During his remarks in Cairo, the President acknowledged the “rules on charitable giving” had created harsh barriers for legitimate charities and donors and pledged a “commitment” to remedy those restrictions. On May 12, 2010, a panel of U.S. nonprofit leaders and legal experts examined the administrations’ response to these concerns. The event hosted by the Muslim Public Affairs Council and the Charity and Security Network.
On March 1, 2010, the Charity and Security Network held a reception and discussion based on a new book Civil Society Under Strain; Counter-Terrorism Policy, Civil Society and Aid Post 9/11 (Kumarian Press). The books editors, Jeremy Lind and Jude Howell of the London School of Economics Civil Society Centre provided insight from their research about the changing landscape of humanitarian work in a political environment dominated by security concerns.
On Jan. 14, 2010, a roundtable discussion with UK scholar Jonathan Benthall featured research on zakat committees in the West Bank, focusing on their evolutionary process during the past 20 years. Benthall was in Washington, DC to share the findings of a November 2009 report about zakat committees written by his colleague Emanuel Schaeublin of the Graduate Institute of International and Development Studies Centre on Conflict, Development and Peacebuilding in Geneva, Switzerland. Alistair Millar, President of the Fourth Freedom Forum and Co-Director of the Center on Global Counterterrorism Cooperation, described how nonprofit groups reduce the threat of terrorism but have been viewed with suspicion by governments.
Speaking to a standing room only crowd at the National Press Club on March 20, 2009, a panel of NGO leaders explained how ill-advised counterterrorism measures (CTMs) diminish the critical work of humanitarian groups and exacerbate the root causes of terror- poverty, injustice and being excluded from the political process. The panel guests shared an in-depth look at how these issues are experienced by NGOs on the ground.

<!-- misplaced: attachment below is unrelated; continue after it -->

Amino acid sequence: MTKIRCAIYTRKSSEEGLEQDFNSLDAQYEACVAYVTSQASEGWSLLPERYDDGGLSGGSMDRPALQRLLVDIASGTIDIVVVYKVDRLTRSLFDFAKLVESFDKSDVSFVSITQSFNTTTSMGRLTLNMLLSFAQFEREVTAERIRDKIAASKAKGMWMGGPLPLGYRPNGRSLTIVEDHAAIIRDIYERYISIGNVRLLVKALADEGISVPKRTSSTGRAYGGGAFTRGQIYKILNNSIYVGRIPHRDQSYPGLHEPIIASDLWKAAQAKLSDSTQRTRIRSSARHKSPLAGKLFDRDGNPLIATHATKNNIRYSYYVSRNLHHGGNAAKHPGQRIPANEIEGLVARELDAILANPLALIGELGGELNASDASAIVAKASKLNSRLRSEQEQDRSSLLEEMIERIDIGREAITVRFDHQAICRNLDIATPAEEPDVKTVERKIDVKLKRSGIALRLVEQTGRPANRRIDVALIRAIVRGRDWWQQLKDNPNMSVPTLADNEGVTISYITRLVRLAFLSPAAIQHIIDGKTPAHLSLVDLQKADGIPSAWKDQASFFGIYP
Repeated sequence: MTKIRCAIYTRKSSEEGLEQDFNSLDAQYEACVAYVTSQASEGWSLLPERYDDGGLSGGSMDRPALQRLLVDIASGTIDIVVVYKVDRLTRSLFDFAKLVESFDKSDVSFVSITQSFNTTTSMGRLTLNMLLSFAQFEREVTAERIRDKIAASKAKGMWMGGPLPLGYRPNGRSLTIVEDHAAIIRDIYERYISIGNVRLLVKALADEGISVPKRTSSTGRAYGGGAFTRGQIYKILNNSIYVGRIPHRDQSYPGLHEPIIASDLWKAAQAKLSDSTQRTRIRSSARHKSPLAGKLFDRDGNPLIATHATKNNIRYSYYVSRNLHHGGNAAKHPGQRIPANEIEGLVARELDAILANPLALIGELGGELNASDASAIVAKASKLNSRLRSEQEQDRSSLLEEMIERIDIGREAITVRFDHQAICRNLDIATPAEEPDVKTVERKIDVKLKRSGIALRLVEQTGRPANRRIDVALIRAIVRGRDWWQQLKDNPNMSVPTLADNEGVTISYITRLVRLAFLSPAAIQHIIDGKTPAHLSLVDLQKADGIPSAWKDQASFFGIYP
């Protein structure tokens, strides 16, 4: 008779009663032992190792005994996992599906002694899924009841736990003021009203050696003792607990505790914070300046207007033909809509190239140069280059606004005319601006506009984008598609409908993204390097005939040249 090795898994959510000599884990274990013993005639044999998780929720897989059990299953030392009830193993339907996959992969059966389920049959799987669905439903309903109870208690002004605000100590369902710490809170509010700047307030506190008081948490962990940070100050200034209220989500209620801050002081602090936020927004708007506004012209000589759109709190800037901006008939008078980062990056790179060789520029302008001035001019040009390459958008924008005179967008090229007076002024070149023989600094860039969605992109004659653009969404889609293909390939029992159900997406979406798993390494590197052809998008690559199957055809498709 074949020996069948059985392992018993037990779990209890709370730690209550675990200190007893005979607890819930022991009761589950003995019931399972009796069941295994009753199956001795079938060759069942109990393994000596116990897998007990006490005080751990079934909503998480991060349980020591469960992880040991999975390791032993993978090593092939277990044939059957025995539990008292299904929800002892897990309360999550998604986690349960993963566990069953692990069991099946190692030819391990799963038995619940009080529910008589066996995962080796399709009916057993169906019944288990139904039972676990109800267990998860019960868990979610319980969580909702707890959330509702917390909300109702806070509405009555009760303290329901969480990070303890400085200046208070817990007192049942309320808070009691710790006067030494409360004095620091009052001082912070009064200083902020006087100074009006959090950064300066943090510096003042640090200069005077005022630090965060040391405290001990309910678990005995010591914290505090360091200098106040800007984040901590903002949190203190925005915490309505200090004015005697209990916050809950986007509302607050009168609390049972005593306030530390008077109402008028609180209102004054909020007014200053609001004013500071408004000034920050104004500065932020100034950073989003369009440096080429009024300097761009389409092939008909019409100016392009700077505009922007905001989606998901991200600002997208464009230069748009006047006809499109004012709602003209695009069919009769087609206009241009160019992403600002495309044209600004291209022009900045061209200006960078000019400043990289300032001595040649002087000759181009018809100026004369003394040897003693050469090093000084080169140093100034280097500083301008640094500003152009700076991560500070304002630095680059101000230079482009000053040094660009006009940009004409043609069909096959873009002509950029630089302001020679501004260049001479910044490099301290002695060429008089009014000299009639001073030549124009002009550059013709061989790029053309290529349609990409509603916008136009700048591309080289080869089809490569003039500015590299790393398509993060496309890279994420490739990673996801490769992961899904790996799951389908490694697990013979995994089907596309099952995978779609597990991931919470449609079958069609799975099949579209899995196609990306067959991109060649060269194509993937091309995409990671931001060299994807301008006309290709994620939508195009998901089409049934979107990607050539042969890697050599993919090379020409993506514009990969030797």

Friday, March 20, 2009
Zenger Room at the National Press Club
Charities perform work that counters global terrorism by advancing development, human rights, and conflict prevention. Rather than being embraced as a valuable asset in reducing the threat of terror, civil society groups have found themselves the target of counterterrorism policies and enforcement measures that are restrictive and intimidating. Barriers to prevent the financing of terrorism have created a chilling effect both donors and charities. Organizations are fearful of operating humanitarian relief projects in political hot spots. Opportunities to increase our security by reducing the root causes of terror are lost.
On July 1, 2009, a panel discussion featuring U.S. NGO leaders and experts shared their expertise on humanitarian codes, charitable groups and donors affected by U.S. laws and regulations. The speakers voiced concerns over the legal constraints national security laws impose on U.S. charitable organizations that cause tensions with international law and codes for humanitarian aid and development programs and leave donors unsure where to safely and legally contribute.